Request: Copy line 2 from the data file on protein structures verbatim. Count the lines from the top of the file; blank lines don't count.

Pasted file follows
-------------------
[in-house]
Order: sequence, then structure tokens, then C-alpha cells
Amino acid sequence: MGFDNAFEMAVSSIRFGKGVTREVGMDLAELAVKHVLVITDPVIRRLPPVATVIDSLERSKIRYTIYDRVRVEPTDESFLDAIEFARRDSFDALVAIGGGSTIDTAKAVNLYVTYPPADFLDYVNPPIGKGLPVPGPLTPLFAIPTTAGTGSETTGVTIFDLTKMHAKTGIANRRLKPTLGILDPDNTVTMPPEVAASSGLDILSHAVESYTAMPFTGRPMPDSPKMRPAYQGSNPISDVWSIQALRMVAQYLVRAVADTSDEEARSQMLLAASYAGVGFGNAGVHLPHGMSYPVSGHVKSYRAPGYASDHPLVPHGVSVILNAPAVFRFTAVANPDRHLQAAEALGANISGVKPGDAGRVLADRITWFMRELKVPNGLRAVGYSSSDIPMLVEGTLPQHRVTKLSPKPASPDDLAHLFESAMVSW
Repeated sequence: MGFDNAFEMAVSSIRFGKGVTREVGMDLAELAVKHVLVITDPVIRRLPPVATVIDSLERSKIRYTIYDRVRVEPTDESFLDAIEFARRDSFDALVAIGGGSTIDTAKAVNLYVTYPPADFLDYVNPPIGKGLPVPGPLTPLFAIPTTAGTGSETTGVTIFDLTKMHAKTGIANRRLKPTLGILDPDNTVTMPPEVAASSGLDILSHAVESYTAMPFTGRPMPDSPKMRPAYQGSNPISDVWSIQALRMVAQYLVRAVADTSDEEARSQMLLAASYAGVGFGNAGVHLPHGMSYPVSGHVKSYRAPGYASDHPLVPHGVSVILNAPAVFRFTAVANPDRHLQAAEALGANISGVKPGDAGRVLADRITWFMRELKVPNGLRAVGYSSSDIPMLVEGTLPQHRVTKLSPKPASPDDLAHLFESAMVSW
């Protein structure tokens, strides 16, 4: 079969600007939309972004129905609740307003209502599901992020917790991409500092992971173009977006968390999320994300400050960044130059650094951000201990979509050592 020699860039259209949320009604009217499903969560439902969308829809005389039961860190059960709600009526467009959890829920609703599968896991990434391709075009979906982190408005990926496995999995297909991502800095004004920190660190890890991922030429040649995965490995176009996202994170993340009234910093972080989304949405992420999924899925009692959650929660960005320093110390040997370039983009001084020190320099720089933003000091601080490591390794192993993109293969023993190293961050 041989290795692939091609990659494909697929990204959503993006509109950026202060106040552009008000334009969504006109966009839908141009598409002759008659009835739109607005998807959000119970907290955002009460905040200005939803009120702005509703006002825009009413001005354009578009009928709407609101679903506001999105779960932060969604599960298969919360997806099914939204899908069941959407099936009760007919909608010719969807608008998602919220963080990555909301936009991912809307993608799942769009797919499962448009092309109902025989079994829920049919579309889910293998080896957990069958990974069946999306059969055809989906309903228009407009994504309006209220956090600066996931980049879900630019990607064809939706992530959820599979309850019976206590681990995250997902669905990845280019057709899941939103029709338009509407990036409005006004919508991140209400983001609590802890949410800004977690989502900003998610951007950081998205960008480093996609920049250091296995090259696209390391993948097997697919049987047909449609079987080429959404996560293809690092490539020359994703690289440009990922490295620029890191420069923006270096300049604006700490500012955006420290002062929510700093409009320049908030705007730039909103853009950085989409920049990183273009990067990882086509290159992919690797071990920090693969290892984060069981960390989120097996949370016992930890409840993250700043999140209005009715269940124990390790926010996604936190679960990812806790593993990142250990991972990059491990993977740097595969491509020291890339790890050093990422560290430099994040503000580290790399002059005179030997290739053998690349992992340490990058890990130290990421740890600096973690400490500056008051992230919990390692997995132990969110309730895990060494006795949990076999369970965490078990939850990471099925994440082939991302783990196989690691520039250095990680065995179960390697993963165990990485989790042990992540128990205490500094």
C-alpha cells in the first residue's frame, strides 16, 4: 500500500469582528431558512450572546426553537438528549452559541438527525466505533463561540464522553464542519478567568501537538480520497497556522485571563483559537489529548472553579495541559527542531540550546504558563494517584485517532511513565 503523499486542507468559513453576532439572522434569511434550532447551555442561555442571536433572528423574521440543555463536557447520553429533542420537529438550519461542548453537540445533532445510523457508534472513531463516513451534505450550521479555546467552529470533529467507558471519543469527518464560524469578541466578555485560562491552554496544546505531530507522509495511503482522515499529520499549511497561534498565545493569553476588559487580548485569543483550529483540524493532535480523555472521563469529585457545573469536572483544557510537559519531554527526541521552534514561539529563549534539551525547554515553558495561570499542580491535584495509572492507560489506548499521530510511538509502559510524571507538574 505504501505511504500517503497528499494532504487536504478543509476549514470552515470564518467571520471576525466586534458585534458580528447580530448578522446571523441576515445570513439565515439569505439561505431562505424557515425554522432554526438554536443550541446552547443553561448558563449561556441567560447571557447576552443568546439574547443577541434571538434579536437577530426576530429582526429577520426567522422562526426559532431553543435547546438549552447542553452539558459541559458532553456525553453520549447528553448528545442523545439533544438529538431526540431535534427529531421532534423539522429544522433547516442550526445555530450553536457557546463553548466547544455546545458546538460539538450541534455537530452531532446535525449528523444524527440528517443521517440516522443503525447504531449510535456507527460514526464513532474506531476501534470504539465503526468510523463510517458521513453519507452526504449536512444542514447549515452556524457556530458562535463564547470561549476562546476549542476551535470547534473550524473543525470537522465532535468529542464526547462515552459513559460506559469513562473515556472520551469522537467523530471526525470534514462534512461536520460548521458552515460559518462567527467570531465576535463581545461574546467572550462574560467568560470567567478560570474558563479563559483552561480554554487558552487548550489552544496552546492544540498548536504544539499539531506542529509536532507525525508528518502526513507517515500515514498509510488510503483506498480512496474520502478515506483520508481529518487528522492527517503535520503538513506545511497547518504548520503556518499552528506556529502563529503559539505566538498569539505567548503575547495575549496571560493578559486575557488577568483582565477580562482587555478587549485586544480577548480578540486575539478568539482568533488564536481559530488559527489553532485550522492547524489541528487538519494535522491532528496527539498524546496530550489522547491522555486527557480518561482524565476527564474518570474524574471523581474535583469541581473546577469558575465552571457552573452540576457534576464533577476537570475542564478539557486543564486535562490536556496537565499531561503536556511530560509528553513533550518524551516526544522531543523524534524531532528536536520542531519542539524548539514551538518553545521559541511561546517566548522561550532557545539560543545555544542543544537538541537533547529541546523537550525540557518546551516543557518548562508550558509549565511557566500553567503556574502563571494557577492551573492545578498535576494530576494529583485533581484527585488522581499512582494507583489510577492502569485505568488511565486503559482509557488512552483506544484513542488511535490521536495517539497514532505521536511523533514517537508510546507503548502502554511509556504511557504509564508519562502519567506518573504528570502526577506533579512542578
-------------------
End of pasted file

Order: sequence, then structure tokens, then C-alpha cells